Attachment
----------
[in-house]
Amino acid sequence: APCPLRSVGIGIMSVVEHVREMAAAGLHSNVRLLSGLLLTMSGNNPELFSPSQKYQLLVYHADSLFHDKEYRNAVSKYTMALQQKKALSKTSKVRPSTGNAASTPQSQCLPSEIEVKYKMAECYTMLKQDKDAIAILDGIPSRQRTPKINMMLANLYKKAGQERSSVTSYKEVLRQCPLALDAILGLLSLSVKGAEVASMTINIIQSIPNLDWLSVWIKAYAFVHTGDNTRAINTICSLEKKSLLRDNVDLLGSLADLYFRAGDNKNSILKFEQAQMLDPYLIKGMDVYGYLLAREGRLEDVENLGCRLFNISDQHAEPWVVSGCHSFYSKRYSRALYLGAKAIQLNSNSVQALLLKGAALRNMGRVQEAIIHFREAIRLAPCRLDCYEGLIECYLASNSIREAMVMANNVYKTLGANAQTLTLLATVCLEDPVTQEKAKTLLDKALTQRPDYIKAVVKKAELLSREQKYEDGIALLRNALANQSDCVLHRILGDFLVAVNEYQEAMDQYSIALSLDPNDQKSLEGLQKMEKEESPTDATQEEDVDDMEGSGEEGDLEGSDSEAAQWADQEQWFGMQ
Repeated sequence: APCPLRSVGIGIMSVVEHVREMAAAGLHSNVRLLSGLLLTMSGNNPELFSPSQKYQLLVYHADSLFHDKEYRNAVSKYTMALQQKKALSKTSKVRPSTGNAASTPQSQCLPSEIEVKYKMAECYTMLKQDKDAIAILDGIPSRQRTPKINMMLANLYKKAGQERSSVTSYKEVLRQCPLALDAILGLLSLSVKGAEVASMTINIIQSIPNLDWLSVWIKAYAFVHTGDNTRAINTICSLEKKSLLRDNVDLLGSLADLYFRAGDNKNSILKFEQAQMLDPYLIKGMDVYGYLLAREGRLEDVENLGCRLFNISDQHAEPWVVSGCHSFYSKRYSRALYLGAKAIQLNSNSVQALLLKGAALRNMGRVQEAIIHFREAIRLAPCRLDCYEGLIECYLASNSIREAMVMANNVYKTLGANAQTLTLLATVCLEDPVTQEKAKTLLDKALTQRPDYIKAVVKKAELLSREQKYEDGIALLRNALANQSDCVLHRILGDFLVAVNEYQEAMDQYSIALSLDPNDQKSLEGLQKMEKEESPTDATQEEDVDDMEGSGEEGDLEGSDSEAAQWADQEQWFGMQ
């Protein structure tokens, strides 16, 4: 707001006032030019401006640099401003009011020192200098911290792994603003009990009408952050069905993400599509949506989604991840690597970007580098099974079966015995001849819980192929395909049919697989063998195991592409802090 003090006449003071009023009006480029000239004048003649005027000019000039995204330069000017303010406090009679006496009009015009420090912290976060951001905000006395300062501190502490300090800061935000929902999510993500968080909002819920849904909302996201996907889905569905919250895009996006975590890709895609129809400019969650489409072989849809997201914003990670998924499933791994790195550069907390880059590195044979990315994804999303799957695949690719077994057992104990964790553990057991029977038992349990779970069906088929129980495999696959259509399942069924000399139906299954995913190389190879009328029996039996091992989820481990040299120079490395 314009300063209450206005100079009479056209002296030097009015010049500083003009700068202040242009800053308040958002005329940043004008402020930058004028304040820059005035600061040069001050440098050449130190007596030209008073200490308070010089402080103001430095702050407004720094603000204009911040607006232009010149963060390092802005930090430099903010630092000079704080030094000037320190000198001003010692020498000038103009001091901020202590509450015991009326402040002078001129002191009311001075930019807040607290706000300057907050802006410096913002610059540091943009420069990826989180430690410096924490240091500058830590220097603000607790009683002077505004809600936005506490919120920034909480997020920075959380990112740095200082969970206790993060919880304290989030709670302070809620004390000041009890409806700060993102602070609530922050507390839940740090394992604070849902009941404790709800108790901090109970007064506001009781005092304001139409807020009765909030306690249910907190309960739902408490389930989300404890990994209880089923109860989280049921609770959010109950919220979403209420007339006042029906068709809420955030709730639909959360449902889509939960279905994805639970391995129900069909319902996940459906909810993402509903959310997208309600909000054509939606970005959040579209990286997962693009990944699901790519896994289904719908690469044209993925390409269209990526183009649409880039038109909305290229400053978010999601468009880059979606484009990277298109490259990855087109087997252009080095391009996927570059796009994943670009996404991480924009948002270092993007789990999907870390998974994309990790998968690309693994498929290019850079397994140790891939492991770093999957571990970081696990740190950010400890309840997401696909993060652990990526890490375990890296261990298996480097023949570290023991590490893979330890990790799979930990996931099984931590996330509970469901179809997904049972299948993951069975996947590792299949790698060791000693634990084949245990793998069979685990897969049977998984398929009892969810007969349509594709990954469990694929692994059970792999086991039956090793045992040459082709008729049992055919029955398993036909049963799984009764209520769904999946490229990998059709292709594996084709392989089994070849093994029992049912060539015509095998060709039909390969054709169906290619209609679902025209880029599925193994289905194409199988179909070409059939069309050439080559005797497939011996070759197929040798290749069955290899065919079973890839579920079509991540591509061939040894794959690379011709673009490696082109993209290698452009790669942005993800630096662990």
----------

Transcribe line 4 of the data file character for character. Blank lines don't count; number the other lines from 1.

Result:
């Protein structure tokens, strides 16, 4: 707001006032030019401006640099401003009011020192200098911290792994603003009990009408952050069905993400599509949506989604991840690597970007580098099974079966015995001849819980192929395909049919697989063998195991592409802090 003090006449003071009023009006480029000239004048003649005027000019000039995204330069000017303010406090009679006496009009015009420090912290976060951001905000006395300062501190502490300090800061935000929902999510993500968080909002819920849904909302996201996907889905569905919250895009996006975590890709895609129809400019969650489409072989849809997201914003990670998924499933791994790195550069907390880059590195044979990315994804999303799957695949690719077994057992104990964790553990057991029977038992349990779970069906088929129980495999696959259509399942069924000399139906299954995913190389190879009328029996039996091992989820481990040299120079490395 314009300063209450206005100079009479056209002296030097009015010049500083003009700068202040242009800053308040958002005329940043004008402020930058004028304040820059005035600061040069001050440098050449130190007596030209008073200490308070010089402080103001430095702050407004720094603000204009911040607006232009010149963060390092802005930090430099903010630092000079704080030094000037320190000198001003010692020498000038103009001091901020202590509450015991009326402040002078001129002191009311001075930019807040607290706000300057907050802006410096913002610059540091943009420069990826989180430690410096924490240091500058830590220097603000607790009683002077505004809600936005506490919120920034909480997020920075959380990112740095200082969970206790993060919880304290989030709670302070809620004390000041009890409806700060993102602070609530922050507390839940740090394992604070849902009941404790709800108790901090109970007064506001009781005092304001139409807020009765909030306690249910907190309960739902408490389930989300404890990994209880089923109860989280049921609770959010109950919220979403209420007339006042029906068709809420955030709730639909959360449902889509939960279905994805639970391995129900069909319902996940459906909810993402509903959310997208309600909000054509939606970005959040579209990286997962693009990944699901790519896994289904719908690469044209993925390409269209990526183009649409880039038109909305290229400053978010999601468009880059979606484009990277298109490259990855087109087997252009080095391009996927570059796009994943670009996404991480924009948002270092993007789990999907870390998974994309990790998968690309693994498929290019850079397994140790891939492991770093999957571990970081696990740190950010400890309840997401696909993060652990990526890490375990890296261990298996480097023949570290023991590490893979330890990790799979930990996931099984931590996330509970469901179809997904049972299948993951069975996947590792299949790698060791000693634990084949245990793998069979685990897969049977998984398929009892969810007969349509594709990954469990694929692994059970792999086991039956090793045992040459082709008729049992055919029955398993036909049963799984009764209520769904999946490229990998059709292709594996084709392989089994070849093994029992049912060539015509095998060709039909390969054709169906290619209609679902025209880029599925193994289905194409199988179909070409059939069309050439080559005797497939011996070759197929040798290749069955290899065919079973890839579920079509991540591509061939040894794959690379011709673009490696082109993209290698452009790669942005993800630096662990």